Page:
More than 1.5m children under five die each year because they lack access to safe water and proper sanitation, says the United Nations children's agency.
Many children have to walk far to fetch water (Pic: Unicef)
In a report, Unicef says that despite some successes, a billion people worldwide do not have access to safe drinking water from protected sources.
More than 1.2 billion people have gained access to safe water since 1990.
But sub-Saharan Africa remains a major area of concern, especially countries affected by conflict.
A Unicef deputy-director, Vanessa Tobin, gave the example of Niger, where only 13% of the population has access to toilets of an acceptable standard, or better.
She said it "certainly is a contributing factor in the cholera outbreaks" in Niger.
The UN hopes to halve the number of people without access to clean drinking water and sanitation by 2015.
But progress has slowed due to population increases and unexpectedly high migration to urban areas, say the World Health Organisation and Unicef.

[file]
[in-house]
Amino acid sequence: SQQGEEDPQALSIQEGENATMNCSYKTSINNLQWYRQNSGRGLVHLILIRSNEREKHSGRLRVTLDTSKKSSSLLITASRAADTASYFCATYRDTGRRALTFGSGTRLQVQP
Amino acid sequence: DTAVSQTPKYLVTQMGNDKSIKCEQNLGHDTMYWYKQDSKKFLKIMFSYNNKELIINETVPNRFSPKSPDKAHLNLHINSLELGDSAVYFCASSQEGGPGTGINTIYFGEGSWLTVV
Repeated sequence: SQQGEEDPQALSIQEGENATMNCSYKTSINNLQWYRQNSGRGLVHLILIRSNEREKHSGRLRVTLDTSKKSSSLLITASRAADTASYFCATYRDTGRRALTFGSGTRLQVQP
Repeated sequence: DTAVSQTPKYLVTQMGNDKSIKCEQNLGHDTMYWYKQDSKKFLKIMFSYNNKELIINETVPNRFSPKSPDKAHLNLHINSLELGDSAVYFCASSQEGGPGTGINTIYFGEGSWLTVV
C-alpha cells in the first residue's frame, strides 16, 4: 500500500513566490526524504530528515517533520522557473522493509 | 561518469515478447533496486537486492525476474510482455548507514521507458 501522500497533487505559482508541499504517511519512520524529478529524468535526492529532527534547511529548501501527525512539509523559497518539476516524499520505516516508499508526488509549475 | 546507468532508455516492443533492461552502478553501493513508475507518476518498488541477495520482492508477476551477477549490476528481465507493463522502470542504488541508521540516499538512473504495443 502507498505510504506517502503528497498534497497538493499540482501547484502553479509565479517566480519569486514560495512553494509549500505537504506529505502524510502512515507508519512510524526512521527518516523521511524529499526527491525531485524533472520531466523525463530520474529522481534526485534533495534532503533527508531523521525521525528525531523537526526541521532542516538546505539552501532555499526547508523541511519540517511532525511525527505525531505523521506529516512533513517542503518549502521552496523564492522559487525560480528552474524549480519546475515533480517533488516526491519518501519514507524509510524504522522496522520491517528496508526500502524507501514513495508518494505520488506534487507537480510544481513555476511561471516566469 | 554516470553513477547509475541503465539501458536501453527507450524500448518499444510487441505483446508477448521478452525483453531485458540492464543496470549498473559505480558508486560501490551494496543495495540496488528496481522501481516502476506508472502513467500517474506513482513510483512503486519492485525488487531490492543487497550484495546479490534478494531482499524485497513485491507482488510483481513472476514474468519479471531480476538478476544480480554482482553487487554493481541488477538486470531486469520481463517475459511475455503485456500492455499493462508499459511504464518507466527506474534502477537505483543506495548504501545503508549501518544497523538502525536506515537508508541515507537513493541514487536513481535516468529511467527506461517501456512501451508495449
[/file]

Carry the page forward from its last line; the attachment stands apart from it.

A billion people have no access to safe water (Pic: Unicef)
Ms Tobin said improving sanitation was key to helping prevent the spread of diseases such as cholera and diarrhoea-related illnesses.
"If we have clean water by itself without having sanitation and hygiene, we won't get the health impact."
The Unicef report says that children's education suffers because they have to walk long distances to fetch water, and that girls especially are deterred by the lack of separate and clean toilets in schools.
Diarrhoea-related diseases in young children could be cut by more than a third in young children by improving sanitation facilities, it adds.
The report picks out South Asia as a success story by prioritising sanitation. Access to improved sanitation facilities more than doubled in the region between 1990 and 2004.